[0013] It is an object of the present invention to obviate or mitigate at least one of the above-mentioned disadvantages of the prior art.

[0014] Accordingly, in one of its aspects, the present invention provides a transfer apparatus for facilitating transfer between a higher density fluid and a lower density fluid, the apparatus comprising: a transfer chamber having a higher density fluid zone for receiving the higher density fluid and a lower density fluid zone for receiving the lower density fluid, wherein the higher density fluid zone and the lower density fluid zone are adjacent each other; a contactor mounted in the transfer chamber, at least a portion of which is moveable between the higher density fluid zone and the lower density fluid zone; a current generator connected to the transfer chamber for generating a first current in the lower density fluid zone; a fluid control mechanism for generating a second current in the higher density fluid zone.

[0015] In another of its aspects, the present invention provides a transfer system for facilitating transfer between a higher density fluid and a lower density fluid, the system comprising: a plurality of apparatus in fluid communication with one another, each apparatus comprising: a transfer chamber having a higher density fluid zone for receiving the higher density fluid and a lower density fluid zone for receiving the lower density fluid wherein the higher density fluid zone and the lower density fluid zone are adjacent each other; the higher density fluid zone having a higher density fluid inlet and a higher density fluid outlet and the lower density fluid zone having a lower density fluid inlet and a lower density fluid outlet; a contactor mounted in the transfer chamber, at least a portion of which is moveable between the higher density fluid zone and the lower density fluid zone; and a current generator connected to the transfer chamber for generating a current in the lower density fluid zone.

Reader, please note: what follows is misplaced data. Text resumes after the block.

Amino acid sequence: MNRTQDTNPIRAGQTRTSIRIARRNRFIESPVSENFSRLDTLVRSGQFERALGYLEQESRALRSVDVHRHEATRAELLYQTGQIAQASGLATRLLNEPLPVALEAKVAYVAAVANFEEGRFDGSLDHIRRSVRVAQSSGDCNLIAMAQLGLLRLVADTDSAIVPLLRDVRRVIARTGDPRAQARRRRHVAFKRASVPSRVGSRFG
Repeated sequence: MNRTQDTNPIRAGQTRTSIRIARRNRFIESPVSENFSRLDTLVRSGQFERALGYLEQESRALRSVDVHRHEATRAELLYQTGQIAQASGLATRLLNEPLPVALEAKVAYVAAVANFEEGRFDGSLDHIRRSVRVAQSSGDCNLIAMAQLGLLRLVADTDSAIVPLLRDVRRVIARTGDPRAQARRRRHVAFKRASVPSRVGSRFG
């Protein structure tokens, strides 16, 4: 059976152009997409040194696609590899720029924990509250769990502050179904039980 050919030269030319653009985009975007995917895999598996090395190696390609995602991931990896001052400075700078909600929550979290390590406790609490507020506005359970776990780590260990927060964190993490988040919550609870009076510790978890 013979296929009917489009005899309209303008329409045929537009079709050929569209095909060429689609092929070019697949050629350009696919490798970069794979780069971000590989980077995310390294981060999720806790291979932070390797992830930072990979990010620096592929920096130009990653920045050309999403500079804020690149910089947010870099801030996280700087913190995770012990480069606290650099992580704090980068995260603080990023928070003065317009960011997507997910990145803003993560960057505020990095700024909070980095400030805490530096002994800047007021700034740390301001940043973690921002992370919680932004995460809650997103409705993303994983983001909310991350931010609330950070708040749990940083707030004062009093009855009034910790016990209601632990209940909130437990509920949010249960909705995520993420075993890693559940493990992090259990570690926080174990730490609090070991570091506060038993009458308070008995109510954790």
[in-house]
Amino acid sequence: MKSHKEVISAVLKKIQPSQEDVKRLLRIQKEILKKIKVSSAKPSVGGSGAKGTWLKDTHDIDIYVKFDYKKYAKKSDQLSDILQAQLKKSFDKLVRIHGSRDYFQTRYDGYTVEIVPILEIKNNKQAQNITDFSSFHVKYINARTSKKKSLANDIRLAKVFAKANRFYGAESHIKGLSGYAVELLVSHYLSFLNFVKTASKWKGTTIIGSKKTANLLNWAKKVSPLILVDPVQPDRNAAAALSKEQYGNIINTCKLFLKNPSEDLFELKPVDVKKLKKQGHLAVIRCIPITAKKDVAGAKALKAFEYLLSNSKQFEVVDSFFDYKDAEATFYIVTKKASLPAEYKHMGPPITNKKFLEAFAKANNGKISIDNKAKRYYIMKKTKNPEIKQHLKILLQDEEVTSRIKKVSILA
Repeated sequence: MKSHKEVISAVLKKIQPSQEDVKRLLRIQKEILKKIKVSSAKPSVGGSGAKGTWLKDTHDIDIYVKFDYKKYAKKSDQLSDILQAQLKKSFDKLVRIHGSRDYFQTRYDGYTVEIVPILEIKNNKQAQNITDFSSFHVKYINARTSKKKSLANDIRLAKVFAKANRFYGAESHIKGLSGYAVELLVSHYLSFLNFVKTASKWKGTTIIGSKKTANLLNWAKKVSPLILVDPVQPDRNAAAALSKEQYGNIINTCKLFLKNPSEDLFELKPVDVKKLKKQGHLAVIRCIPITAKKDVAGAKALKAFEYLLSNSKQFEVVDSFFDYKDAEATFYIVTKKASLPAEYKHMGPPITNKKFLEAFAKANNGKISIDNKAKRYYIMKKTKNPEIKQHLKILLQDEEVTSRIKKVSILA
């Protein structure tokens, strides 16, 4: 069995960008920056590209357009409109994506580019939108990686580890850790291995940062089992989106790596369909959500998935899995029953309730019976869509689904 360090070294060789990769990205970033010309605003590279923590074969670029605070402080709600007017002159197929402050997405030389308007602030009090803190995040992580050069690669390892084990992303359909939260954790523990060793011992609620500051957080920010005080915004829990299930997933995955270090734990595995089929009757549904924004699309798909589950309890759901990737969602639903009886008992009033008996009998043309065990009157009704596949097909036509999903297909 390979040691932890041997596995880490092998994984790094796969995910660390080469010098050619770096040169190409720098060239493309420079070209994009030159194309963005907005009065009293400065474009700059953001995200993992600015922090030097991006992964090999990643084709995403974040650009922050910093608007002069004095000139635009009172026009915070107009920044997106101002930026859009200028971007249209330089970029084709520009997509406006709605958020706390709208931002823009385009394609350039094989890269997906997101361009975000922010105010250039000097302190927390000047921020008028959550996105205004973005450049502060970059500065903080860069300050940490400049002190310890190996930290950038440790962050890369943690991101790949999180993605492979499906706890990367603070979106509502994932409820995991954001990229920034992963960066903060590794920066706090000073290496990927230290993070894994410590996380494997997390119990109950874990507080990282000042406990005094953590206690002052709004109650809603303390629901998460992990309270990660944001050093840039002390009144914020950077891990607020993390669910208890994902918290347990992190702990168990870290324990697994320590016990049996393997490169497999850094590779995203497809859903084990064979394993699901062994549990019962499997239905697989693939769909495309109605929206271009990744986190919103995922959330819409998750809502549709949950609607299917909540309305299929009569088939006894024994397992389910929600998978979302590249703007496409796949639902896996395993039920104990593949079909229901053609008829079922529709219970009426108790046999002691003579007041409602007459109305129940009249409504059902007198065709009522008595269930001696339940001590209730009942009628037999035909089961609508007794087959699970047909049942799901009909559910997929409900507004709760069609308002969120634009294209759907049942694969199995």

[0016] In yet another of its aspects, the present invention provides the use of the present transfer system to strip and/or strip and recover ammonia from a wastewater stream.

[0017] In yet another of its aspects, the present invention provides the use of a transfer system of the invention to ozonate a wastewater stream.